This article is an overview of a feature that allows you to import an entire Google Sheets file as a new base, or import one into an existing base.
Create a new base from a Google Sheet
Starting from the Airtable home screen, select the option to “Add a base”, then “Import data”, and choose “Google Sheets”.
You can then select an existing Google Sheets account if you’ve already connected it to Airtable, or you can add a new one by following the prompts on screen. Once you’ve selected the account you can then select one of your Sheets.
Once you select the Sheet a new base will be created. Each sheet in your Google Sheet workbook will be converted to a table in your Airtable base. And, we’ll automatically try to convert data into Airtable field types.
You can rename the base and then open it to further customize it with Airtable fields, views, apps, scripts, and automations!
Add tables to an existing base from a Google Sheet
Importing a Google Sheet within an existing base follows the same process as above with a few minor changes. Starting from an open base, click the + button to the right of your list of tables, then select import data.
Next you’ll follow the same process of selecting Google Sheets, then a connected account, and choosing the Sheet you want to import. In the example below, we’ll import a list of tasks that relate to the already imported list of projects.
Once you select the Sheet, each sheet in your Google Sheet workbook will be added as a table in your opened Airtable base. And, we’ll automatically try to convert data into Airtable field types.
You can now further customize your information with Airtable fields, views, apps, scripts, and automations!
How data is converted from Sheets to Airtable
When you import a Google Sheet, each sheet in the workbook will be converted to its own table. The sheet name will be converted to the table name. For each sheet, the first row will be treated as field names (similar to our CSV import feature). If that row is empty, a fallback field name will be automatically generated.
Supported cell types and formatting
In Google Sheets, each cells can have a specific type which may or may not have a similar field type in Airtable. Our importer will make a best effort attempt to convert cells to the Airtable field counterpart. Below is an outline of how we handle various cell type conversions when you import a file into Airtable.
- If every data cell in the column is a number, the converted field type will be a number.
- If every data cell is an integer, the resulting number format is an integer. Otherwise, the resulting number format is a decimal whose precision is determined by the maximum fraction digits of the numbers in the cells.
- We only recognize US dollars ($) right now.
- A column containing values such as $123, $1,234, or ($1,234) will be converted to the Currency field type.
- A column containing values such as 2020-09-28, 09/28/2020, 09/28/2020 18:01, 2020-09-28 18:01 will be converted to Date field type.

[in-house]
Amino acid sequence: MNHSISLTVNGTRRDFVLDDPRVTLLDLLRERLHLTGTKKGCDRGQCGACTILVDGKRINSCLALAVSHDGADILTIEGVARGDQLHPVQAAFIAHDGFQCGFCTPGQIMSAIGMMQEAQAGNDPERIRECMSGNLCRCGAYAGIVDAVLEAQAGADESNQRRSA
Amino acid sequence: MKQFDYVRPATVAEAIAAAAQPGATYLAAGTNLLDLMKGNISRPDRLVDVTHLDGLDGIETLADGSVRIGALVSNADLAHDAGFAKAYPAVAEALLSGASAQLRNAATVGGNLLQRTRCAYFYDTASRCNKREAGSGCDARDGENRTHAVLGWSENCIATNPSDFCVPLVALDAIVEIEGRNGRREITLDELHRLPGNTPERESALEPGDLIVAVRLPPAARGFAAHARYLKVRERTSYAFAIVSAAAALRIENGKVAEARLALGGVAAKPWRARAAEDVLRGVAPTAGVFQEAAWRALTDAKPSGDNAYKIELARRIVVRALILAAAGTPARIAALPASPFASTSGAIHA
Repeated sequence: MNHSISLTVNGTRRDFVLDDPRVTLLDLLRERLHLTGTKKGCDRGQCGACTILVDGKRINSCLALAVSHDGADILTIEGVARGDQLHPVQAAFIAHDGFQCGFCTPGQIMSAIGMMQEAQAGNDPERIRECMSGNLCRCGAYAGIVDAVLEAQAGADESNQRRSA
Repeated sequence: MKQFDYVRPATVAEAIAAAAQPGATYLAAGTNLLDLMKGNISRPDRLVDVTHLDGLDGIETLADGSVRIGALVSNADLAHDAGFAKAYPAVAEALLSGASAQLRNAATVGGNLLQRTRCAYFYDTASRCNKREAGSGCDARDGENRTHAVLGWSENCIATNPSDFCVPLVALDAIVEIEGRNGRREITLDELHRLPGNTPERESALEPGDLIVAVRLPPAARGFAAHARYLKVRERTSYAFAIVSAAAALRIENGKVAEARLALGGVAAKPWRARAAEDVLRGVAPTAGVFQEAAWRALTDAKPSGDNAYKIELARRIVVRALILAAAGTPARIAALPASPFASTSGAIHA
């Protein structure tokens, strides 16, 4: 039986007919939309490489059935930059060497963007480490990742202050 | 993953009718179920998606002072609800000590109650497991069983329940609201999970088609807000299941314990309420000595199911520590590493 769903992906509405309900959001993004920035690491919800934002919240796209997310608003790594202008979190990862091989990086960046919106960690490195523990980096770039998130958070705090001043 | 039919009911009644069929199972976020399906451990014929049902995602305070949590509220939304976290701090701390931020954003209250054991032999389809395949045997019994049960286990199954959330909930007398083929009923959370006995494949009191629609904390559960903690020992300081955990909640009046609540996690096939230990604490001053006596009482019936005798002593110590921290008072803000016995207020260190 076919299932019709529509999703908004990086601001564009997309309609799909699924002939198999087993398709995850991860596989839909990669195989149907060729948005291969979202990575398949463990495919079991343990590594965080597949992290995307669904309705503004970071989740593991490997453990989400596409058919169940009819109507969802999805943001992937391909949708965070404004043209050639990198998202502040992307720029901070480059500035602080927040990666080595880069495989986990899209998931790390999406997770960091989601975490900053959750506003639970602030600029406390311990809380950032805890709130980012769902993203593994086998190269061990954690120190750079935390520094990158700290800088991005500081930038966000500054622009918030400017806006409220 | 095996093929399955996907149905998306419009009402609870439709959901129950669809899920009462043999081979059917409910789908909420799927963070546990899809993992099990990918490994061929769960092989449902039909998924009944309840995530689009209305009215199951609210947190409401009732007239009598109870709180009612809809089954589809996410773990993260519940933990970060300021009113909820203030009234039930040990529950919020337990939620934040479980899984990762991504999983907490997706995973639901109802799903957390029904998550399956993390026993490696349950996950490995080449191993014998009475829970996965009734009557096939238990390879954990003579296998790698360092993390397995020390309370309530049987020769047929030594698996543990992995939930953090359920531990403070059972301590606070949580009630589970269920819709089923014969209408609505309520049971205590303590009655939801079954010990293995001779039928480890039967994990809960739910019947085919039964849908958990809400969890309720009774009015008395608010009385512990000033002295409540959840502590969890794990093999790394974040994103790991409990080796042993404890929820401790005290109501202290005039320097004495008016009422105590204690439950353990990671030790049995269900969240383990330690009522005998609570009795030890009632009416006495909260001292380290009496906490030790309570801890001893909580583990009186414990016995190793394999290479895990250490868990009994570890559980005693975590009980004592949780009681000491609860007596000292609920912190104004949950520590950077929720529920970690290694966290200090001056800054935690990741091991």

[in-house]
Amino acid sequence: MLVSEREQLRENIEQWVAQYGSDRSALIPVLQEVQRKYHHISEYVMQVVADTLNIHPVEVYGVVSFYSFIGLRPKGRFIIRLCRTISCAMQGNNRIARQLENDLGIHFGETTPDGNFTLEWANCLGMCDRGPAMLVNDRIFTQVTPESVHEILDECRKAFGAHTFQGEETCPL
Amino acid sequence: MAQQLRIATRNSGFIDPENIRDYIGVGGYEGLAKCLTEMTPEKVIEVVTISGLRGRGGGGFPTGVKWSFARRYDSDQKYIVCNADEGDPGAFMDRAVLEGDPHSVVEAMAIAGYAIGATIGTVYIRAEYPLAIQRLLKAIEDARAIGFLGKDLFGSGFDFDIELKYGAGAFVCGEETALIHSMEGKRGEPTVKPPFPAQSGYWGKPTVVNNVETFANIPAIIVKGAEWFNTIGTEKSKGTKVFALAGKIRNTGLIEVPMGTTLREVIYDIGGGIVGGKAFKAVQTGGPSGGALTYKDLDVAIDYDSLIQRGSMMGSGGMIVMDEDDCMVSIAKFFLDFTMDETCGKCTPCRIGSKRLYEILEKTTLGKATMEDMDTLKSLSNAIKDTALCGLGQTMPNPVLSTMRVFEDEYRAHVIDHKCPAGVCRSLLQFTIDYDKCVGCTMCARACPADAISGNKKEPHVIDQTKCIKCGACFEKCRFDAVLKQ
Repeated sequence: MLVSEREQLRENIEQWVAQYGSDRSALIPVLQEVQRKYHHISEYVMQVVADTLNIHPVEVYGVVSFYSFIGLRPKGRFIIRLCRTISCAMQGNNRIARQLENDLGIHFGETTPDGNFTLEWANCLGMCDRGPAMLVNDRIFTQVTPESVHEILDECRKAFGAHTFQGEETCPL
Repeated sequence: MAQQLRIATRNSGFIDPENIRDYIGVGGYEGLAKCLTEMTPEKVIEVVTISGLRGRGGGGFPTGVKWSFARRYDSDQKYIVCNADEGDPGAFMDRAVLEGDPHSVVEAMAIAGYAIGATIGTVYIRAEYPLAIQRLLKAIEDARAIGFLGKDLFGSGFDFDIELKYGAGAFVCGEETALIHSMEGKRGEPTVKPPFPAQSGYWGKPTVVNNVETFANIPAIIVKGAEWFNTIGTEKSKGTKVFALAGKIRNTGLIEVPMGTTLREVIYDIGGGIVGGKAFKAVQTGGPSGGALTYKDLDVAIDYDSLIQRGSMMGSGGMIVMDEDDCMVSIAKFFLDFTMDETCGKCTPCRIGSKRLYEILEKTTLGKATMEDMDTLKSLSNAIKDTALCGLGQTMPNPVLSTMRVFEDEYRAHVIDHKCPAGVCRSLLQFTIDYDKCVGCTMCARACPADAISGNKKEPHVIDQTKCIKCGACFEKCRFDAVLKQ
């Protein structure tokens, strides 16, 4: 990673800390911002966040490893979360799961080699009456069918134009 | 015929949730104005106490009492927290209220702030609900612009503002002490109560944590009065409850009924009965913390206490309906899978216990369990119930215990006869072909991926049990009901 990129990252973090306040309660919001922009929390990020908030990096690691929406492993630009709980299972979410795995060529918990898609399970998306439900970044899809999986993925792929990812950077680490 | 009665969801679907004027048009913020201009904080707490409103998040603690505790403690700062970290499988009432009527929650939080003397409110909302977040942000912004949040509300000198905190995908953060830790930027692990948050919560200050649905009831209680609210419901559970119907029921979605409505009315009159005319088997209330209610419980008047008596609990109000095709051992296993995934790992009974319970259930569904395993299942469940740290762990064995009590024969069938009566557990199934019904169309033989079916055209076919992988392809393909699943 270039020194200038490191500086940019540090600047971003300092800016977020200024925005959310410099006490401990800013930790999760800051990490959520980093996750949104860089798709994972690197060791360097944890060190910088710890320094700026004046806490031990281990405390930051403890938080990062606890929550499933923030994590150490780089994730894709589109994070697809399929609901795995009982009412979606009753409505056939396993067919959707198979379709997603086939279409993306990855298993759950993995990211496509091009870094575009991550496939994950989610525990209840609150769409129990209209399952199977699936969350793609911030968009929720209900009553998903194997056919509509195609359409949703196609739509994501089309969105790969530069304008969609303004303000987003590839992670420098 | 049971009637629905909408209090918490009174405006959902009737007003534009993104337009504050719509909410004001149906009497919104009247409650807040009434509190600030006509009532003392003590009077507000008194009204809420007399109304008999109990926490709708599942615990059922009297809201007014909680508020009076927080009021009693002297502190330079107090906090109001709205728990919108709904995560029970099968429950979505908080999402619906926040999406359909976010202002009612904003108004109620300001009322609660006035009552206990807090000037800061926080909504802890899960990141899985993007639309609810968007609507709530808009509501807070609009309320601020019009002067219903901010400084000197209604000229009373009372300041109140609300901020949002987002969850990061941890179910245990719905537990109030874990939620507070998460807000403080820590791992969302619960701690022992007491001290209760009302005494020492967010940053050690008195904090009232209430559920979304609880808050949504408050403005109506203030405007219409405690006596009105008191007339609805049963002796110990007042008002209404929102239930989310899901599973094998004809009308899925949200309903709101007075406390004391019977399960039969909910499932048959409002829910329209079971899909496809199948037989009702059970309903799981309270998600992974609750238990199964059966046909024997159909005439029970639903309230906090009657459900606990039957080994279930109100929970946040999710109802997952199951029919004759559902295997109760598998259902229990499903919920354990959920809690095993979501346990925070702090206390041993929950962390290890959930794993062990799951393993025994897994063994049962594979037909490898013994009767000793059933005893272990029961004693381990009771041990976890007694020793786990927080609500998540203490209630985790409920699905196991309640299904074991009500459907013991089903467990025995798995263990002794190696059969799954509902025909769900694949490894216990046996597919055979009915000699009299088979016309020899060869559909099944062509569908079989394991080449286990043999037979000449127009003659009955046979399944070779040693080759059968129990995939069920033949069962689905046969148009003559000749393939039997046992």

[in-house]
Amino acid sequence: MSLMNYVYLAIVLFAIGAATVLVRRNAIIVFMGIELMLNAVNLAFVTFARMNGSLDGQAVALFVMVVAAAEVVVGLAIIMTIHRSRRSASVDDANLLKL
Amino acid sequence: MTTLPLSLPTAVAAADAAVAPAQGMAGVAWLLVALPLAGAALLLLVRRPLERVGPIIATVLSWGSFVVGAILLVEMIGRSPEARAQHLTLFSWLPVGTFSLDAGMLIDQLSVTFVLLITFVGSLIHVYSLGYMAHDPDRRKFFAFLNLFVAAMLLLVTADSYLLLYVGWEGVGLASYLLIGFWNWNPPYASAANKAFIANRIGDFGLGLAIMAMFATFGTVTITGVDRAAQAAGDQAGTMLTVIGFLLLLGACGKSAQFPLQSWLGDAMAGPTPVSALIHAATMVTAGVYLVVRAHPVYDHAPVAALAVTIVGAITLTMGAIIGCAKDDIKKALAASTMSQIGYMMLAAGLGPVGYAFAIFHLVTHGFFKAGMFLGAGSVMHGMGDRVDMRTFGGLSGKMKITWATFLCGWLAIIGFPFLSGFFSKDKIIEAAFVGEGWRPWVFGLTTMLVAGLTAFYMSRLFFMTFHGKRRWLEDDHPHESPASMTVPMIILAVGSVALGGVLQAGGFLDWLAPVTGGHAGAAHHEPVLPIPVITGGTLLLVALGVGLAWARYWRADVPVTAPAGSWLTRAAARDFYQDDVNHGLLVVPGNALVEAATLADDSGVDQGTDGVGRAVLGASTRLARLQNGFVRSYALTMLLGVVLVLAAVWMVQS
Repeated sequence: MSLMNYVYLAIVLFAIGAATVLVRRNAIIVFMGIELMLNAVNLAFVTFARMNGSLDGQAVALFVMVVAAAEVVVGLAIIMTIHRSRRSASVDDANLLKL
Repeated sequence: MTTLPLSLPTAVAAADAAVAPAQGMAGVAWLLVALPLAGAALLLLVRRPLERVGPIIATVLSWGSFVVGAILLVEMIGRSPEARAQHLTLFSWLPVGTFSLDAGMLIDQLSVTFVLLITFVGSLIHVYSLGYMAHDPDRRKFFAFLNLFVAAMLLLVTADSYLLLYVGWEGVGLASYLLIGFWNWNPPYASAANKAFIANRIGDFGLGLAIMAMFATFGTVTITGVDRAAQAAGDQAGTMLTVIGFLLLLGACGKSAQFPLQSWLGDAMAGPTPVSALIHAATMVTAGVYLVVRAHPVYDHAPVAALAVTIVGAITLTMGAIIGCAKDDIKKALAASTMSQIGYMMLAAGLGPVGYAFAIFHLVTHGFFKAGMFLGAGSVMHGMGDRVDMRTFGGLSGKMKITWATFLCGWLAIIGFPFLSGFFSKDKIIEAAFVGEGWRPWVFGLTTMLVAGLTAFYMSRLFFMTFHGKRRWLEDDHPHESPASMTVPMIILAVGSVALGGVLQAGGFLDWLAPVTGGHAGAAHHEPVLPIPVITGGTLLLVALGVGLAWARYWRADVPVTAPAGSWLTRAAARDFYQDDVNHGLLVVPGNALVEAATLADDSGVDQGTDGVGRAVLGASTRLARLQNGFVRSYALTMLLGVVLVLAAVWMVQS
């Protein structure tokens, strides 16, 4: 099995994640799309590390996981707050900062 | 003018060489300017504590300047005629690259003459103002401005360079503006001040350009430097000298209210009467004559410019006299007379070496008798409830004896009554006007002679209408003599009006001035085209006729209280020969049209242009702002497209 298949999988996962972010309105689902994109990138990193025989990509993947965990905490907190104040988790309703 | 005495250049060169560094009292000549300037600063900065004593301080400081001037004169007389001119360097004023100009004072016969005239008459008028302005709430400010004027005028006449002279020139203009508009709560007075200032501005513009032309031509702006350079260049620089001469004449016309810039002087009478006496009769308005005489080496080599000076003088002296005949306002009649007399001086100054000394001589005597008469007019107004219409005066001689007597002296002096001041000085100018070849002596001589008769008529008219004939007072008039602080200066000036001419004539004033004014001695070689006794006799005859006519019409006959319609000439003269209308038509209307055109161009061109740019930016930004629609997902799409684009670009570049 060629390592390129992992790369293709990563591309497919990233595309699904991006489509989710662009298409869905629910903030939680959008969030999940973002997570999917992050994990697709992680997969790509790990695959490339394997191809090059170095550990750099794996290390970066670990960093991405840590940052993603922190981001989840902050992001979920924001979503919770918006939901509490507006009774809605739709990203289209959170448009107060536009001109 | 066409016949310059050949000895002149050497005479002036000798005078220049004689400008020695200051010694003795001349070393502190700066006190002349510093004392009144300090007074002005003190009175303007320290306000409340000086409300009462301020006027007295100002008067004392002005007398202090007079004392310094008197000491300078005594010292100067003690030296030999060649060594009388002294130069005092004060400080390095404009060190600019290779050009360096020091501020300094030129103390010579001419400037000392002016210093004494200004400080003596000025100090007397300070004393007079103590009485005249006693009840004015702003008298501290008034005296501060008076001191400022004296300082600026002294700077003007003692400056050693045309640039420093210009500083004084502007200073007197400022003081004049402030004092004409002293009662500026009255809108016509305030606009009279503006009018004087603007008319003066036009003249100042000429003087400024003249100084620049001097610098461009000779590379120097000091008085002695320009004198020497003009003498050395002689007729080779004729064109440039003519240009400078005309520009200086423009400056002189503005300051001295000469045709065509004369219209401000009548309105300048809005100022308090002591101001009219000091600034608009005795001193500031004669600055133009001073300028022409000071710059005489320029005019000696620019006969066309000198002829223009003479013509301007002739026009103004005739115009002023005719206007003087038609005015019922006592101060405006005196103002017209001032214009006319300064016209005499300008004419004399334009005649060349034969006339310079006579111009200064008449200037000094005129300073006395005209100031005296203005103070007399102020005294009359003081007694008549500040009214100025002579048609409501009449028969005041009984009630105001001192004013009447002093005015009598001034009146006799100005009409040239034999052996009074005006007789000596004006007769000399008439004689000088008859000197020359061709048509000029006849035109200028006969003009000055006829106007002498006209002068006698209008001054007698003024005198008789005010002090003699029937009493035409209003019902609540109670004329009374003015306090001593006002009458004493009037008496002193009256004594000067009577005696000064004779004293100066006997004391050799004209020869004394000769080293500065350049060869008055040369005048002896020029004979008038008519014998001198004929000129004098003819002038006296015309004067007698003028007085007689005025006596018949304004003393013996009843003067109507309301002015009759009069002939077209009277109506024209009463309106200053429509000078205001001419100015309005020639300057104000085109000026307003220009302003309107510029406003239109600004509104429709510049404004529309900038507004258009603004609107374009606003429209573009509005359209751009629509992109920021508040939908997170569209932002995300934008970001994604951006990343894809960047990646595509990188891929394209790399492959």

- If any data cell in the column contains a time field, the resulting Date field type will contain a time portion.
- If every date cell value uses US date formatting such as 09/28/2020, the resulting Date format will be “Local”.
- If date cell values in the column use mixed date formats (for example, using both 09/28/2020 and 2020-09-28), the resulting Date format will be “ISO”. Unrecognized date formats will be converted to the ISO date format.
- Time-only cell values such 18:02 are not supported. If a column contains any of these, they will be converted to a Single Line Text field.
The type conversion operates on the computation result of the formula. The formula itself is not converted.
If data cells in the column follow one “convention” to represent true and false, the column will be converted to the Checkbox field. However, conventions cannot be mixed. If a column has both cell value “Y” and cell value “X”, then it is not considered a Checkbox field.Conventions are case insensitive and we support the following:
- “checked” / “unchecked”
- “yes” / ”no”
- “y” / “n”
- “1 checked out of 1” / “0 checked out of 1”
- “[x]” / “[ ]“
- “enabled” / “disabled”
- “on” / “off”
If every cell in the column is a comma-separated string, and does not contain any other punctuations, and no separated token is longer than 20 latin characters (note that it gets tricky with emoji or other language glyphs), and no separated token contain newline character, and no separated token is digits only, and no separated token is repeated multiple times in one cell, the field will be converted to a multi-select field.
Examples that will not be converted to a multi-select include:
- “foo, foo, bar” ← tokens repeated in one cell.
- “foo, bar.” ← punctuations other than the comma.
- “foo, , bar” ← contain one empty token.
- “fooooooooooooooooooooo, bar” ← a token that contains more than 20 latin characters.
- “foo bar, 123, baz” ← a token is digits only.
Google Sheets features 2 types of styling: cell-level styling and text-level styling. For example, you can select a cell and make it bold, and that will be cell-level styling. If you select a few characters in the cell and make it bold, this is text-level styling. If any cells in the column contain text-level styling and are not the first column, the column will be converted to a Rich Text field. Only some inline styles are supported, namely: bold, italic, and strikethrough.
If any cells in the column contain newline characters, the column will be converted to a long text field.
This is the fallback field type if the cells do not follow the rules above.